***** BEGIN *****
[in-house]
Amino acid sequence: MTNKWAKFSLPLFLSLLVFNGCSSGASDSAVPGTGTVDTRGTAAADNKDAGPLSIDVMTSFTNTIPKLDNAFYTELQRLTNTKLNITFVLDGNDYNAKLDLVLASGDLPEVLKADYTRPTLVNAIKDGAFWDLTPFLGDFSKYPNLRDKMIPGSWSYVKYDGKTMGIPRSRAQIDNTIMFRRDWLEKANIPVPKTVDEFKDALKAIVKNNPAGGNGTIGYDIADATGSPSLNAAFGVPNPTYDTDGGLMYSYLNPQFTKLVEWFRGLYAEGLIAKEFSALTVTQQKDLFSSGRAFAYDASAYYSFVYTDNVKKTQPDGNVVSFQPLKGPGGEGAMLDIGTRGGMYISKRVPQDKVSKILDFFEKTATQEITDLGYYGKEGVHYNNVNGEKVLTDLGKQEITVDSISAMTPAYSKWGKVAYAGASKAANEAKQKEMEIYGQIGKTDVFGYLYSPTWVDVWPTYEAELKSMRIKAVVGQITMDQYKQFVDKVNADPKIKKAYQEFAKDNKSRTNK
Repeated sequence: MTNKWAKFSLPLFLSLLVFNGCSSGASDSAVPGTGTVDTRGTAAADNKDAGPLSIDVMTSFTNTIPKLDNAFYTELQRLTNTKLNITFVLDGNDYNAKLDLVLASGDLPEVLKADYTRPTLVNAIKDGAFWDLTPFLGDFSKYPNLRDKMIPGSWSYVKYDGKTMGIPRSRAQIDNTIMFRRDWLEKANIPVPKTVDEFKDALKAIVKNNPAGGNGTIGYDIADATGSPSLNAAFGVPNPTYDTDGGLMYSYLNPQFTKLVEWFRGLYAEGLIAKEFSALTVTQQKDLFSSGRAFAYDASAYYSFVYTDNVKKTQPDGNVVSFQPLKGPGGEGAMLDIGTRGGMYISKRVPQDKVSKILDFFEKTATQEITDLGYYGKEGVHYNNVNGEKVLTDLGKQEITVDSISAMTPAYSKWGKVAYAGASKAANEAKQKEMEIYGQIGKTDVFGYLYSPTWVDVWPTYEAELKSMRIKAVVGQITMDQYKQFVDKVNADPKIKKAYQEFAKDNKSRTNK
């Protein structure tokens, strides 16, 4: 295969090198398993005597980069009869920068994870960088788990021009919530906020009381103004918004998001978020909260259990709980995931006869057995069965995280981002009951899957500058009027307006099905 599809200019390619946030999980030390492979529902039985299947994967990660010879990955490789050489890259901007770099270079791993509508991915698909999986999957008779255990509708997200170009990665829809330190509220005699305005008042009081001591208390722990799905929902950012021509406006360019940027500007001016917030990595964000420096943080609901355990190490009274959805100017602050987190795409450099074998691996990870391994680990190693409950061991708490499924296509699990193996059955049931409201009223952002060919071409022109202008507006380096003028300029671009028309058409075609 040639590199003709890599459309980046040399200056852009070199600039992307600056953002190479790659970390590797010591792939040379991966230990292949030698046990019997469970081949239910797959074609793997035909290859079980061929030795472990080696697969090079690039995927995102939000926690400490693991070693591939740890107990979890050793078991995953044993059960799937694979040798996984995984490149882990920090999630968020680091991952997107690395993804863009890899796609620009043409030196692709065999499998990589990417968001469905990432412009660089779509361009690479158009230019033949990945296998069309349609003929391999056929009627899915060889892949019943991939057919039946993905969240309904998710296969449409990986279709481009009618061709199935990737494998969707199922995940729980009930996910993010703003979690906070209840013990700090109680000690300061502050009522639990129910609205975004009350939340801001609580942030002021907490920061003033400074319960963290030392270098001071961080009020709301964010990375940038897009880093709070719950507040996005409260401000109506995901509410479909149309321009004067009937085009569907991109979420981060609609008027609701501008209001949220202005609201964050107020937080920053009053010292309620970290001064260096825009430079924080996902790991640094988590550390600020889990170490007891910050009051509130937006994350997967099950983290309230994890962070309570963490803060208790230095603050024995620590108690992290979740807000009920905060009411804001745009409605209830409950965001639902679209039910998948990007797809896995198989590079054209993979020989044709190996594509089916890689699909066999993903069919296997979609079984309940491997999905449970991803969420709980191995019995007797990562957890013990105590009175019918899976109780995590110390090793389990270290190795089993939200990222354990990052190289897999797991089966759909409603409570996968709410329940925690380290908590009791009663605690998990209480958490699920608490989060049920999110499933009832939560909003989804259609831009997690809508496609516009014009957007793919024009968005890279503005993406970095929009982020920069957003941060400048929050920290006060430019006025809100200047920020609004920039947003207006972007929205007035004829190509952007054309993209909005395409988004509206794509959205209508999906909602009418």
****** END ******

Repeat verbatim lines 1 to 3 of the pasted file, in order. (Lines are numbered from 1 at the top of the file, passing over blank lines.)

[in-house]
Amino acid sequence: MTNKWAKFSLPLFLSLLVFNGCSSGASDSAVPGTGTVDTRGTAAADNKDAGPLSIDVMTSFTNTIPKLDNAFYTELQRLTNTKLNITFVLDGNDYNAKLDLVLASGDLPEVLKADYTRPTLVNAIKDGAFWDLTPFLGDFSKYPNLRDKMIPGSWSYVKYDGKTMGIPRSRAQIDNTIMFRRDWLEKANIPVPKTVDEFKDALKAIVKNNPAGGNGTIGYDIADATGSPSLNAAFGVPNPTYDTDGGLMYSYLNPQFTKLVEWFRGLYAEGLIAKEFSALTVTQQKDLFSSGRAFAYDASAYYSFVYTDNVKKTQPDGNVVSFQPLKGPGGEGAMLDIGTRGGMYISKRVPQDKVSKILDFFEKTATQEITDLGYYGKEGVHYNNVNGEKVLTDLGKQEITVDSISAMTPAYSKWGKVAYAGASKAANEAKQKEMEIYGQIGKTDVFGYLYSPTWVDVWPTYEAELKSMRIKAVVGQITMDQYKQFVDKVNADPKIKKAYQEFAKDNKSRTNK
Repeated sequence: MTNKWAKFSLPLFLSLLVFNGCSSGASDSAVPGTGTVDTRGTAAADNKDAGPLSIDVMTSFTNTIPKLDNAFYTELQRLTNTKLNITFVLDGNDYNAKLDLVLASGDLPEVLKADYTRPTLVNAIKDGAFWDLTPFLGDFSKYPNLRDKMIPGSWSYVKYDGKTMGIPRSRAQIDNTIMFRRDWLEKANIPVPKTVDEFKDALKAIVKNNPAGGNGTIGYDIADATGSPSLNAAFGVPNPTYDTDGGLMYSYLNPQFTKLVEWFRGLYAEGLIAKEFSALTVTQQKDLFSSGRAFAYDASAYYSFVYTDNVKKTQPDGNVVSFQPLKGPGGEGAMLDIGTRGGMYISKRVPQDKVSKILDFFEKTATQEITDLGYYGKEGVHYNNVNGEKVLTDLGKQEITVDSISAMTPAYSKWGKVAYAGASKAANEAKQKEMEIYGQIGKTDVFGYLYSPTWVDVWPTYEAELKSMRIKAVVGQITMDQYKQFVDKVNADPKIKKAYQEFAKDNKSRTNK